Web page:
Huntsville_Condemned prisoner Michael Rodriguez sees his execution as a chance to make amends for some very bad decisions.
His first bad decision led to the murder of his wife. The second made him a key partner in one of Texas' most notorious prison breaks and ultimately cost the life of a Dallas-area police officer gunned down by the gang of fugitives who became known as the "Texas 7."
"Sadly, a lot of people got hurt," Rodriguez, who for two years has been pushing for his own lethal injection that's set for today, told The Associated Press from outside death row. "I think it's a fair sentence. I need to pay back. I can't pay back monetarily. This is the way."
Rodriguez, 45, would be the first of the six surviving members of the infamous "Texas 7" - seven convicts who broke out of a South Texas prison in December 2000 - to be executed.
The gang was captured in Colorado after six weeks on the run. One of them, Larry Harper, killed himself rather than surrender to authorities, but not before they all were involved in the fatal shooting of Aubrey Hawkins, an Irving police officer, during a Christmas Eve robbery of a sporting goods store in the Dallas suburb.
"I'm glad we got caught so no one else would get hurt," Rodriguez said in an interview at the Polunsky Unit of the Texas Department of Criminal Justice, home to death row.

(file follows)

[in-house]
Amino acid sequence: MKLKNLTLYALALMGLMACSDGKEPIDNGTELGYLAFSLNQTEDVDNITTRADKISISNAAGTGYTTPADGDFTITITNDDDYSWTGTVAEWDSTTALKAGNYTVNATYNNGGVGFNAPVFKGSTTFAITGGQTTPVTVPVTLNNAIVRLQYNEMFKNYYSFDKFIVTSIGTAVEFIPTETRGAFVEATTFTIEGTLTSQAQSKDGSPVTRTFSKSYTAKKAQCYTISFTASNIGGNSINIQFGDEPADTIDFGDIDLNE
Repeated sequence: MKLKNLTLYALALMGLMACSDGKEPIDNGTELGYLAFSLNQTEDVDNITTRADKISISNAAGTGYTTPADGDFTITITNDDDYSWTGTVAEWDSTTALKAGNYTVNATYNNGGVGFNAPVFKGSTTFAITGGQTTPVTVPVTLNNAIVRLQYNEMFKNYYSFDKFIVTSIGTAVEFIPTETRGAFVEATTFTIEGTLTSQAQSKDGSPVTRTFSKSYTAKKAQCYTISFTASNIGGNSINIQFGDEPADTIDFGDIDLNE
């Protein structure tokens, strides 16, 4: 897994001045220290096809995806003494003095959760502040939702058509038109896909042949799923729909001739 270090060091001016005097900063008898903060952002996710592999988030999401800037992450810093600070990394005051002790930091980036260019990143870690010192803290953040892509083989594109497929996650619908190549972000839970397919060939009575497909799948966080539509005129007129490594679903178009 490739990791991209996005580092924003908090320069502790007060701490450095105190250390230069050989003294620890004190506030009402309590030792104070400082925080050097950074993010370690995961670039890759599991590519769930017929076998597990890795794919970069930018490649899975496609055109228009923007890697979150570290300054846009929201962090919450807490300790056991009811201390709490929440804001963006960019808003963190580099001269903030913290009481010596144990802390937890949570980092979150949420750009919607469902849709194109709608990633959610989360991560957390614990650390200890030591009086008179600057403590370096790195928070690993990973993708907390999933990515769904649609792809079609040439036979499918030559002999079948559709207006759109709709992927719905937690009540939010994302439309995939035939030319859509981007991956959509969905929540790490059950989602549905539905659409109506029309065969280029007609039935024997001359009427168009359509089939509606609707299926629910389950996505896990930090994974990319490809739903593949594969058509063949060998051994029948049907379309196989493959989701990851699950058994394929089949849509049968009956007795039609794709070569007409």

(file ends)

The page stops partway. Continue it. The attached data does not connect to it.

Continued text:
His five remaining accomplices - George Rivas, Randy Halprin, Donald Newbury, Joseph Garcia and Patrick Murphy - also are there and awaiting the outcome of appeals. None of them has an execution date.
Rodriguez would be the eighth prisoner executed in the nation's most active capital punishment state this year and the second this week. On Tuesday, Leon Dorsey was put to death for a 1994 robbery at a Dallas video store where two employees were gunned down. Another execution is scheduled in Texas for next week.
Rodriguez's punishment was expected to draw dozens of police officers to Huntsville to stand vigil outside the prison while Hawkins' widow, Lori, was inside watching the convicted killer die.
"I'll be there," she said. "Absolutely. I wouldn't miss this."
Lori Hawkins credited Rodriguez with being "the first one to really admit his guilt" but said his words of apology were "a little too late."
"It didn't have to happen," she said of the fatal shooting of her husband of four years. "Aubrey didn't need to die."
At the time of the escape, Rodriguez was serving a life term for hiring a hit man to kill his wife, Theresa, 29, to collect her $250,000 life insurance. She was gunned down in 1992 getting out of her car outside their San Antonio home. The triggerman, Rolando Ruiz, also is on death row.
Rodriguez has been pushing for his own death for more than two years, starting in early 2006 with a hand-printed letter mailed to the federal courthouse in Dallas.
"I am a college graduate and have no delusions what will occur as an end result of these proceedings," Rodriguez wrote in the first of an almost monthly series of letters that wound up before a federal judge.
Michael Graczyk, AP Writer © 2008 The Associated Press. All rights reserved. This material may not be published, broadcast, rewritten or redistributed.
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